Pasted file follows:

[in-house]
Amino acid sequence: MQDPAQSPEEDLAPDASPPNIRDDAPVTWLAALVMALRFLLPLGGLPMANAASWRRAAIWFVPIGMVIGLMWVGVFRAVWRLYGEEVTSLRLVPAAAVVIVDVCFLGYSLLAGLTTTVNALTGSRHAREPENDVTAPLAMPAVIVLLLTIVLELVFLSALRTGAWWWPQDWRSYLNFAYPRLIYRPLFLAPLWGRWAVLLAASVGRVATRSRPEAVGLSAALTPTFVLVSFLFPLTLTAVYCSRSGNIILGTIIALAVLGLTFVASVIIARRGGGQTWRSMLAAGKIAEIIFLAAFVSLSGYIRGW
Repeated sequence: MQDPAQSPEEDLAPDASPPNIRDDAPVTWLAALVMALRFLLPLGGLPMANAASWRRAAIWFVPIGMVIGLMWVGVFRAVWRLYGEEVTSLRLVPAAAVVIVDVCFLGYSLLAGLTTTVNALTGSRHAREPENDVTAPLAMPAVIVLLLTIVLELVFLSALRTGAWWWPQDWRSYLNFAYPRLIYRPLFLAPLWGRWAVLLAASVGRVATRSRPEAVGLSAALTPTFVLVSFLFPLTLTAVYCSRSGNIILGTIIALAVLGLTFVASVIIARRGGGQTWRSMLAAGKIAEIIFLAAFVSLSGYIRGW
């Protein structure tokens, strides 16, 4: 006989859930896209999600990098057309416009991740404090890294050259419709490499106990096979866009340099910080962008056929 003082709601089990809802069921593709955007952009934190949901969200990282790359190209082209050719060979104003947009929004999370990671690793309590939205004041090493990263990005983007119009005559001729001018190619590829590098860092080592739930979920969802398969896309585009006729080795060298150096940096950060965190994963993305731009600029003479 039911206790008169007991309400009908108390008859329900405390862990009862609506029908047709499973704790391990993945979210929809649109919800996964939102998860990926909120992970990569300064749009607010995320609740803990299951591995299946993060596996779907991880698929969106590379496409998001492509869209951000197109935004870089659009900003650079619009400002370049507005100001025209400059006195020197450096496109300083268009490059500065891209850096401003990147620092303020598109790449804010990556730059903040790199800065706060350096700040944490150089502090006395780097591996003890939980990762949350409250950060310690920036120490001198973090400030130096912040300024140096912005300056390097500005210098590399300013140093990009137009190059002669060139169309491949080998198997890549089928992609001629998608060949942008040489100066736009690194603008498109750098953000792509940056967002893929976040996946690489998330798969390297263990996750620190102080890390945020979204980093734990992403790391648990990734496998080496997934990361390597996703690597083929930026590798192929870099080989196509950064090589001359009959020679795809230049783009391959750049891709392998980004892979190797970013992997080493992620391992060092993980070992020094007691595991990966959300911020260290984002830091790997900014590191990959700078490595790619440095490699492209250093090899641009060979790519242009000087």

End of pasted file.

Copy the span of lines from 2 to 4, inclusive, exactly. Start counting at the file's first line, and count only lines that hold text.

Amino acid sequence: MQDPAQSPEEDLAPDASPPNIRDDAPVTWLAALVMALRFLLPLGGLPMANAASWRRAAIWFVPIGMVIGLMWVGVFRAVWRLYGEEVTSLRLVPAAAVVIVDVCFLGYSLLAGLTTTVNALTGSRHAREPENDVTAPLAMPAVIVLLLTIVLELVFLSALRTGAWWWPQDWRSYLNFAYPRLIYRPLFLAPLWGRWAVLLAASVGRVATRSRPEAVGLSAALTPTFVLVSFLFPLTLTAVYCSRSGNIILGTIIALAVLGLTFVASVIIARRGGGQTWRSMLAAGKIAEIIFLAAFVSLSGYIRGW
Repeated sequence: MQDPAQSPEEDLAPDASPPNIRDDAPVTWLAALVMALRFLLPLGGLPMANAASWRRAAIWFVPIGMVIGLMWVGVFRAVWRLYGEEVTSLRLVPAAAVVIVDVCFLGYSLLAGLTTTVNALTGSRHAREPENDVTAPLAMPAVIVLLLTIVLELVFLSALRTGAWWWPQDWRSYLNFAYPRLIYRPLFLAPLWGRWAVLLAASVGRVATRSRPEAVGLSAALTPTFVLVSFLFPLTLTAVYCSRSGNIILGTIIALAVLGLTFVASVIIARRGGGQTWRSMLAAGKIAEIIFLAAFVSLSGYIRGW
């Protein structure tokens, strides 16, 4: 006989859930896209999600990098057309416009991740404090890294050259419709490499106990096979866009340099910080962008056929 003082709601089990809802069921593709955007952009934190949901969200990282790359190209082209050719060979104003947009929004999370990671690793309590939205004041090493990263990005983007119009005559001729001018190619590829590098860092080592739930979920969802398969896309585009006729080795060298150096940096950060965190994963993305731009600029003479 039911206790008169007991309400009908108390008859329900405390862990009862609506029908047709499973704790391990993945979210929809649109919800996964939102998860990926909120992970990569300064749009607010995320609740803990299951591995299946993060596996779907991880698929969106590379496409998001492509869209951000197109935004870089659009900003650079619009400002370049507005100001025209400059006195020197450096496109300083268009490059500065891209850096401003990147620092303020598109790449804010990556730059903040790199800065706060350096700040944490150089502090006395780097591996003890939980990762949350409250950060310690920036120490001198973090400030130096912040300024140096912005300056390097500005210098590399300013140093990009137009190059002669060139169309491949080998198997890549089928992609001629998608060949942008040489100066736009690194603008498109750098953000792509940056967002893929976040996946690489998330798969390297263990996750620190102080890390945020979204980093734990992403790391648990990734496998080496997934990361390597996703690597083929930026590798192929870099080989196509950064090589001359009959020679795809230049783009391959750049891709392998980004892979190797970013992997080493992620391992060092993980070992020094007691595991990966959300911020260290984002830091790997900014590191990959700078490595790619440095490699492209250093090899641009060979790519242009000087």